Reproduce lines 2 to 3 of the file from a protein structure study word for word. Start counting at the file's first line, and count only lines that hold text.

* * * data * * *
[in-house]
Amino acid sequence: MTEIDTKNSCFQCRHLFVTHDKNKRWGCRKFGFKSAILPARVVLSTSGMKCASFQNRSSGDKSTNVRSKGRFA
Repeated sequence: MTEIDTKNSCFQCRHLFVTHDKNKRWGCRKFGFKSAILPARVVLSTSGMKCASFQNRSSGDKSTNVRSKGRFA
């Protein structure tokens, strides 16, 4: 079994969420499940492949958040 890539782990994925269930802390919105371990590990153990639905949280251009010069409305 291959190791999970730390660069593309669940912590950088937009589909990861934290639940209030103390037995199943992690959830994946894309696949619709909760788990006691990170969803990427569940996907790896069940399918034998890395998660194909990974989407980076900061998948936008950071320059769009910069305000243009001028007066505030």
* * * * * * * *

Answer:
Amino acid sequence: MTEIDTKNSCFQCRHLFVTHDKNKRWGCRKFGFKSAILPARVVLSTSGMKCASFQNRSSGDKSTNVRSKGRFA
Repeated sequence: MTEIDTKNSCFQCRHLFVTHDKNKRWGCRKFGFKSAILPARVVLSTSGMKCASFQNRSSGDKSTNVRSKGRFA